“I’m pretty sure the state prosecution didn’t forge these agreements in order to move ahead in an investigation that’s destined to be closed without indictments. The objective of these agreements is to directly obtain evidence about aspects vital to proving the offenses that Netanyahu, and perhaps others, are suspected of committing.

“If you have enough evidence, it’s better not to recruit people to turn state’s evidence. But usually, with criminal offenses and especially bribery offenses, the offenses aren’t committed in public and you need the testimony of someone who was a party to it. One of the difficulties in the Lieberman case, for instance, was that there was no state witness to tell the story, to illuminate and assemble the evidentiary puzzle.”

In the past, people who turned state’s evidence, in many cases, didn’t pay a price for the crimes they committed. In many instances, they weren’t even tried at all. This trend has changed in recent years. Attorney Liat Ben-Ari was one of the leading proponents of this change and she’s now working on the Netanyahu cases. And she of all people agreed to forgo serious penalties for state witnesses Shlomo Filber and Nir Hefetz, in exchange for their testimony against Netanyahu.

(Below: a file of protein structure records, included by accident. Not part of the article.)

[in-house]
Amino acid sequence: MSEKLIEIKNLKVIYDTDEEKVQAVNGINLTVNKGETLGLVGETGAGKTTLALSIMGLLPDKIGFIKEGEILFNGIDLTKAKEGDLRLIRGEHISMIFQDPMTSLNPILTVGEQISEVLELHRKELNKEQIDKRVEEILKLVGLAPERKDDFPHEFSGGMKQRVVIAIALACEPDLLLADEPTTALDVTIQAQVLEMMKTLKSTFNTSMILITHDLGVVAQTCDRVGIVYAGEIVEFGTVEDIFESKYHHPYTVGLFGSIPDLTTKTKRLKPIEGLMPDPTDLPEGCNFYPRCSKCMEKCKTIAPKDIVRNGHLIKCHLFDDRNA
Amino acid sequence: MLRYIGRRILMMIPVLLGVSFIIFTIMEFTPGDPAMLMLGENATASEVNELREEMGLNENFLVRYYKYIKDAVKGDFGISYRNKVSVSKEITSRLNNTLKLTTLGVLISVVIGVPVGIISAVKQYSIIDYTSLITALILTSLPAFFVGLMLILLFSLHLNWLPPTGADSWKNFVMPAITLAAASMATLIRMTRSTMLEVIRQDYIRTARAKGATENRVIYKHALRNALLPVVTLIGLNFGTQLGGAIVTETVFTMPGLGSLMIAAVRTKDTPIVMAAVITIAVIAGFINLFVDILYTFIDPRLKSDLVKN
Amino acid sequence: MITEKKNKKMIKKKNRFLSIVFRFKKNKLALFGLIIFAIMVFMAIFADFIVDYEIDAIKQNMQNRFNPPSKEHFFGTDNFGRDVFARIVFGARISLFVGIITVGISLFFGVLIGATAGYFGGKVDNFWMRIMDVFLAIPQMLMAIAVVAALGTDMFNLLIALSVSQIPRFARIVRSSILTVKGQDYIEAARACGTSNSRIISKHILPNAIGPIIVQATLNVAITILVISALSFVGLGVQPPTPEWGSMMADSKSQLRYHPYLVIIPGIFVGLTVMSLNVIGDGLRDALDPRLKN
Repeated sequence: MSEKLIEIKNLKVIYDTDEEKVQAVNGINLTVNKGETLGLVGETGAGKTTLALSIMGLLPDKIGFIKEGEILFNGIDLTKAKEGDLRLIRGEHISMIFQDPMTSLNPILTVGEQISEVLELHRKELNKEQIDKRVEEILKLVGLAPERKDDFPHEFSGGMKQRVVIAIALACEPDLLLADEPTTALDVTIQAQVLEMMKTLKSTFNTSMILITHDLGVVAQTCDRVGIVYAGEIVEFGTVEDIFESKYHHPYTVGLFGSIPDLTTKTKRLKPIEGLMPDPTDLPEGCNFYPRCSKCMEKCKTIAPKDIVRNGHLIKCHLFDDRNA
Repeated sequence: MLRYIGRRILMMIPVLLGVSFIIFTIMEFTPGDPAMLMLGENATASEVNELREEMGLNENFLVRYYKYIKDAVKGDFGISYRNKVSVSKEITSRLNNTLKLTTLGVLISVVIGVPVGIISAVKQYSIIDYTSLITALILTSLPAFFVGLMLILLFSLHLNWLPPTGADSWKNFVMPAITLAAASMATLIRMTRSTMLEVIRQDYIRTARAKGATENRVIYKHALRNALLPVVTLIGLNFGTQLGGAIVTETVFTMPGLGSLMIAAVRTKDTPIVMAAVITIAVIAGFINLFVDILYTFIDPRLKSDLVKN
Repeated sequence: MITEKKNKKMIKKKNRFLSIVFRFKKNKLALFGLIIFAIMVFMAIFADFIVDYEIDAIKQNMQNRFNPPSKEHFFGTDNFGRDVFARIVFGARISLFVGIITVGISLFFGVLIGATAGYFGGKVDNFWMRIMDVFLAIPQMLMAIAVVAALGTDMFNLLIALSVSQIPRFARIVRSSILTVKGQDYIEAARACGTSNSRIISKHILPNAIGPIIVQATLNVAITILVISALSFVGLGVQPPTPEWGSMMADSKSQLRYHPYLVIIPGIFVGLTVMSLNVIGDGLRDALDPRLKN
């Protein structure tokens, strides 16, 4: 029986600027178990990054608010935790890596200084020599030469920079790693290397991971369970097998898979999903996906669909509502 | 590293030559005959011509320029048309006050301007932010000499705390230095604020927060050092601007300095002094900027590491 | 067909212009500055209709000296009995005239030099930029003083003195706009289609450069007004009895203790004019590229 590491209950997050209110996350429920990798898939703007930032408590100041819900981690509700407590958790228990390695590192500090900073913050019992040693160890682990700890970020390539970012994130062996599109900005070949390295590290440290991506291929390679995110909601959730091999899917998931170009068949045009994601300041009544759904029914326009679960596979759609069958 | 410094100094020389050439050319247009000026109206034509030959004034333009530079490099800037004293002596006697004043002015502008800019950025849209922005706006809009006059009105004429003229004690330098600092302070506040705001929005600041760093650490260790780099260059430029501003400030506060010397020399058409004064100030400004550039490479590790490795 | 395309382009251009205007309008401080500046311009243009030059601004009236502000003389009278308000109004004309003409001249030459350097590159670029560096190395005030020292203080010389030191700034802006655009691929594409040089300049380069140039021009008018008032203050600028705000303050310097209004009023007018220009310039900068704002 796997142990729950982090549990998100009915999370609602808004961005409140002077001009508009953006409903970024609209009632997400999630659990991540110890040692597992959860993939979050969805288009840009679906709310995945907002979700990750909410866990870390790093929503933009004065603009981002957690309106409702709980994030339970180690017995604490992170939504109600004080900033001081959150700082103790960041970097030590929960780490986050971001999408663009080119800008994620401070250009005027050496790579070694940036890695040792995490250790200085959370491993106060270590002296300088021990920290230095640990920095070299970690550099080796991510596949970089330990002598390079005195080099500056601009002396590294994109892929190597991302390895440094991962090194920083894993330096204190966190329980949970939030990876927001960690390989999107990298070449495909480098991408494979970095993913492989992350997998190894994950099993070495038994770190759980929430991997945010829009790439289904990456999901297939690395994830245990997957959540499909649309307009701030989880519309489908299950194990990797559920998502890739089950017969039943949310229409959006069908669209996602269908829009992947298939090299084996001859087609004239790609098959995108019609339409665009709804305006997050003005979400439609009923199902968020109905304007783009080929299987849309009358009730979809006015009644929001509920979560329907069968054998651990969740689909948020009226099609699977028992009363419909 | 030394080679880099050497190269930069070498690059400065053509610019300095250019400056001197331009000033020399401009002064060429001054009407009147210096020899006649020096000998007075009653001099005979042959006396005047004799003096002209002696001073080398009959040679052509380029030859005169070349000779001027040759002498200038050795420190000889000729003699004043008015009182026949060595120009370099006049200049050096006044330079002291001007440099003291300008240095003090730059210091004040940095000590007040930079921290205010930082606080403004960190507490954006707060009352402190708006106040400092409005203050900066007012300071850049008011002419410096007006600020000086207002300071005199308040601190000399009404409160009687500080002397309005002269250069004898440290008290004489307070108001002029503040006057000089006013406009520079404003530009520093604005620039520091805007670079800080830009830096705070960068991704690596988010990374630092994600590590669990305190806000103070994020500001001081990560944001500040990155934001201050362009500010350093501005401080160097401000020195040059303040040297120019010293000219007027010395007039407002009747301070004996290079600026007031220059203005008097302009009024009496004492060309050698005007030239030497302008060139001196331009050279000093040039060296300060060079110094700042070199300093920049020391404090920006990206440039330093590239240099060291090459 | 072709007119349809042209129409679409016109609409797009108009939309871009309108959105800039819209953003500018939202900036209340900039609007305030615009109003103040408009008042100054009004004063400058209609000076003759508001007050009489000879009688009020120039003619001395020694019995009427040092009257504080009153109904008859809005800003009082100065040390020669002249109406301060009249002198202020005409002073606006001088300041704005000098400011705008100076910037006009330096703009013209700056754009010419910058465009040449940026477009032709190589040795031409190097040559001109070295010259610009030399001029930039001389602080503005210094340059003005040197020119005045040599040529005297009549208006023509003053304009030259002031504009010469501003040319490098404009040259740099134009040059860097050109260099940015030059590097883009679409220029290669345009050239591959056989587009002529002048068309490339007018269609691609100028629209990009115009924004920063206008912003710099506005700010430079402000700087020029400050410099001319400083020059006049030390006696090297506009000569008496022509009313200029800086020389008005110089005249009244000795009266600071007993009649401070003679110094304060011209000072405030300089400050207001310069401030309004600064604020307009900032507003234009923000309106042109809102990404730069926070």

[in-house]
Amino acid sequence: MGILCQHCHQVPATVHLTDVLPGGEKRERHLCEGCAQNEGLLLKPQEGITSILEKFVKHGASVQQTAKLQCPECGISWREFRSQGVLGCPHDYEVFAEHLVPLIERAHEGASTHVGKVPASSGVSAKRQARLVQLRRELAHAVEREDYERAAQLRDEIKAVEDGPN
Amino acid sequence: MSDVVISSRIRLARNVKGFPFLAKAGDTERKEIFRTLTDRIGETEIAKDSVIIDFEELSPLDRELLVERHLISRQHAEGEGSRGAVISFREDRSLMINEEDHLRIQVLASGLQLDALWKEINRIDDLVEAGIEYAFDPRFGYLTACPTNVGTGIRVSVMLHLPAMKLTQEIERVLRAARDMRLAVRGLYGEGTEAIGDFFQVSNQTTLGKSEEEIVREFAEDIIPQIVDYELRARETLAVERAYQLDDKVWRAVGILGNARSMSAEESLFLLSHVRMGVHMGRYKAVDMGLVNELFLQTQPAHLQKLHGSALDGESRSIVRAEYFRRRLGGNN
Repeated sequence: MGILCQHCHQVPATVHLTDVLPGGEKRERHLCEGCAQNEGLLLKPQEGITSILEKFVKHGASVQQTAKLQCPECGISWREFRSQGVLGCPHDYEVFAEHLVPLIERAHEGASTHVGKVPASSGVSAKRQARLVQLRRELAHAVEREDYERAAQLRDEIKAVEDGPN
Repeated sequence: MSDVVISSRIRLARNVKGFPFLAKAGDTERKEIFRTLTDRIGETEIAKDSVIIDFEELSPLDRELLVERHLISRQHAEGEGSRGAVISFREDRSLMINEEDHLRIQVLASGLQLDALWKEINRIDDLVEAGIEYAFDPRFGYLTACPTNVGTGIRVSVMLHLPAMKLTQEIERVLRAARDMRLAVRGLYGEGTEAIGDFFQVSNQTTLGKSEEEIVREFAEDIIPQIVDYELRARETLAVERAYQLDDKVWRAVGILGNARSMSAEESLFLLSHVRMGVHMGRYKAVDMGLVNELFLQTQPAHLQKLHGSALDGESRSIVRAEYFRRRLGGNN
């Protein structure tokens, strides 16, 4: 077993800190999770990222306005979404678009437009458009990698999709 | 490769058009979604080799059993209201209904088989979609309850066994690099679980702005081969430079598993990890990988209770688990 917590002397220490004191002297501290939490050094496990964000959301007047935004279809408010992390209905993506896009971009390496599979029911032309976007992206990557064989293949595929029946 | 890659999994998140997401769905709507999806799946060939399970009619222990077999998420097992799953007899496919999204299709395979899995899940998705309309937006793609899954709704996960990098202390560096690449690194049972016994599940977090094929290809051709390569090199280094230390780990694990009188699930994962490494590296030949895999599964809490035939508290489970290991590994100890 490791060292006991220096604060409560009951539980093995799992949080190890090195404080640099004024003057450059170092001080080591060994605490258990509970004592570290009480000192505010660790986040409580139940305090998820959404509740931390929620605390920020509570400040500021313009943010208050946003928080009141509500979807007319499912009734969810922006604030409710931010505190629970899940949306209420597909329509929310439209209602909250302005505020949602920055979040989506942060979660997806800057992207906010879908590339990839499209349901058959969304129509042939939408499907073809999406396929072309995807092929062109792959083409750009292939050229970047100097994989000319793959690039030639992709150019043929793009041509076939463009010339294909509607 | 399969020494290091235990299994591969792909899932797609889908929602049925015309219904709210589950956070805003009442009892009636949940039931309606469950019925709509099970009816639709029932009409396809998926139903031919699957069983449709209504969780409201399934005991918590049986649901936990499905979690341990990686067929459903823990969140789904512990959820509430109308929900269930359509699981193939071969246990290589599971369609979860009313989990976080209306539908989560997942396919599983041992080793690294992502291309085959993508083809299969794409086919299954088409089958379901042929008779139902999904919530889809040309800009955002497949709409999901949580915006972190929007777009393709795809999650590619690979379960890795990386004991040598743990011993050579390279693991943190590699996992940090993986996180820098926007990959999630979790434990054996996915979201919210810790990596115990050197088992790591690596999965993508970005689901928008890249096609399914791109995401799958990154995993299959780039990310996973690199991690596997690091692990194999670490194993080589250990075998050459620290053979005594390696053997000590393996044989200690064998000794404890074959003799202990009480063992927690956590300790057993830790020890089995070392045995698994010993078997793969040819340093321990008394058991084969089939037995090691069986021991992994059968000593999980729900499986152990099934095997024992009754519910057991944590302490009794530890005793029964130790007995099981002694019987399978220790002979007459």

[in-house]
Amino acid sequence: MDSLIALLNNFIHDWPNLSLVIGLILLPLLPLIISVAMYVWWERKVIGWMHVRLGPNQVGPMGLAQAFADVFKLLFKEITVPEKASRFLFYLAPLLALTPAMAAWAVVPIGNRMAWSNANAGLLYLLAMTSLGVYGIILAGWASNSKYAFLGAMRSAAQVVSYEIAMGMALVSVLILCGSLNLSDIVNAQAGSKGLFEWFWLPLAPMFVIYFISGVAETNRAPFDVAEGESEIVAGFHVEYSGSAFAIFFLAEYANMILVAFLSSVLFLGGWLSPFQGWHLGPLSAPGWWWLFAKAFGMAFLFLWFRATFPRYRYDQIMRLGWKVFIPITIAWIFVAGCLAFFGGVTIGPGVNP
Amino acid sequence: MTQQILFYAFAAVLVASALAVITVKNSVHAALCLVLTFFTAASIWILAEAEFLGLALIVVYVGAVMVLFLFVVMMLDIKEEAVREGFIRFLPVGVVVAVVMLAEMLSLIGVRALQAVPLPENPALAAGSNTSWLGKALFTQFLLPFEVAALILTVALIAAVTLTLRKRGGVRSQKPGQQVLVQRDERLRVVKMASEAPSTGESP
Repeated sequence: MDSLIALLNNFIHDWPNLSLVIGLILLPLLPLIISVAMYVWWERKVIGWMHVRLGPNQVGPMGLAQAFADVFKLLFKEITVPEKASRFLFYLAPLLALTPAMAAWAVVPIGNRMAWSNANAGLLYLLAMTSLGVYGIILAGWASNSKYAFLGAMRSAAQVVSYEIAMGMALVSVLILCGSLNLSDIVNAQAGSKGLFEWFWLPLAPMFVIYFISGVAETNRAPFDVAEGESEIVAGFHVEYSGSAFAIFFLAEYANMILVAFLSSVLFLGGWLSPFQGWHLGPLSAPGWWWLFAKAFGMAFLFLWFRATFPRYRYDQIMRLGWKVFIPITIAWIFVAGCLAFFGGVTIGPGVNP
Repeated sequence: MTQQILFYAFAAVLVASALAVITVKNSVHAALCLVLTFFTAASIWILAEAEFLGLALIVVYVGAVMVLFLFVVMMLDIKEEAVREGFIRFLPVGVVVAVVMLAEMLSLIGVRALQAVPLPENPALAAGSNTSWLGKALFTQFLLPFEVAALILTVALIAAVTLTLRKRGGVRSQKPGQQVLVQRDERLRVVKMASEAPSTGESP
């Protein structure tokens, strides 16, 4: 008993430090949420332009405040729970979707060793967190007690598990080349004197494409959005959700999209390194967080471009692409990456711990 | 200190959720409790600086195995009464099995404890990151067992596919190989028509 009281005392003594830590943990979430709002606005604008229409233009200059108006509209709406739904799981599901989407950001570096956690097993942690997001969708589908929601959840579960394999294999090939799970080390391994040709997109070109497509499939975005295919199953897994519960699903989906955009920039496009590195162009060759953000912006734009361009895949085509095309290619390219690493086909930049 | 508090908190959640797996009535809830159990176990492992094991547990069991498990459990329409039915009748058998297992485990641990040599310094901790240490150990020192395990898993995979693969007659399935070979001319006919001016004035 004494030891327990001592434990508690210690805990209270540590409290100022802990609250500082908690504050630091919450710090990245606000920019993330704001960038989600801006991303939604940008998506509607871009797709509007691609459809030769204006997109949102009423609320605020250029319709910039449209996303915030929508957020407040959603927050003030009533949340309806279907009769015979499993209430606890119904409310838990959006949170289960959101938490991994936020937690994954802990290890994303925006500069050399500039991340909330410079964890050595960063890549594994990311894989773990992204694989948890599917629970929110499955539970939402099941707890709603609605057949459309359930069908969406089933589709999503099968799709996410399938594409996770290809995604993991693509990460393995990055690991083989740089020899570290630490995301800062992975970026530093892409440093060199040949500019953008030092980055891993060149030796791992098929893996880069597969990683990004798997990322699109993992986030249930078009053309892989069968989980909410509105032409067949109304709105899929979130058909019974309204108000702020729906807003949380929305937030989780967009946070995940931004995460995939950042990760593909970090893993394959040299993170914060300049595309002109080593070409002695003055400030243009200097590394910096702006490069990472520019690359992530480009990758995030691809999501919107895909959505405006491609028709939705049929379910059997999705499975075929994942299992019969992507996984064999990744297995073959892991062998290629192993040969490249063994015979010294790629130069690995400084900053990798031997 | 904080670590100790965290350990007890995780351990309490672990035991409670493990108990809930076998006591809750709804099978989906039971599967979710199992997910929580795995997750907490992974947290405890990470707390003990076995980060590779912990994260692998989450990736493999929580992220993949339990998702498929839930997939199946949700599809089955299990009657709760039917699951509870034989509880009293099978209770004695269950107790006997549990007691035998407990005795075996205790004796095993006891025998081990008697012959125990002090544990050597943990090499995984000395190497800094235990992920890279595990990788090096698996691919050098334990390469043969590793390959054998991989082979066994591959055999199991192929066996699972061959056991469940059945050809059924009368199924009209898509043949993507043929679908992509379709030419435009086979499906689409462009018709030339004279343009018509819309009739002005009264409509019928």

“I agree completely. Ben-Ari has been one of the most prominent voices for changing the trend regarding punishment for state witnesses. I think that in the state’s-evidence agreements with Filber and Hefetz, the state prosecution was seeking a solid contribution, and they weren’t playing a game that was only meant to hear another version of events that ultimately wouldn’t be deemed serious and credible. This is one reason that the investigations that are done before coming to such an agreement – certainly in a case of this type – are extremely meticulous and thorough as to the witness’ ability to provide substantial and important factual details that contribute to cracking the case and revealing an accurate factual picture in combination with external evidence.

“I used to meet personally with every state witness we recruited to determine if this was someone who could really bring his story to court and if he genuinely understood what it means to stick to the truth. I even tried to get them to like the idea that they were crossing the lines. One of them eventually went on to become a police officer. I also met with Shmuel Dechner, who turned state’s evidence in the Holyland case [against Olmert and others], several times.”

You pushed for an agreement to be signed with him even though he was considered a liar and you feared there was a good chance he would die before the end of the trial.

“With Dechner, it was take it or leave it. We didn’t apprehend him; he came to us and offered, in return for certain conditions, to provide details about the Holyland scheme, using evidence in his possession that ultimately helped to obtain the convictions, despite what you rightly noted – his tremendous skill at lying. We knew we had to unravel this affair. Each one of us understood that there was a supreme public interest in exposing the corruption, which was, literally, sky-high. We’d never encountered such a case before, in which the corruption was just so colossal.”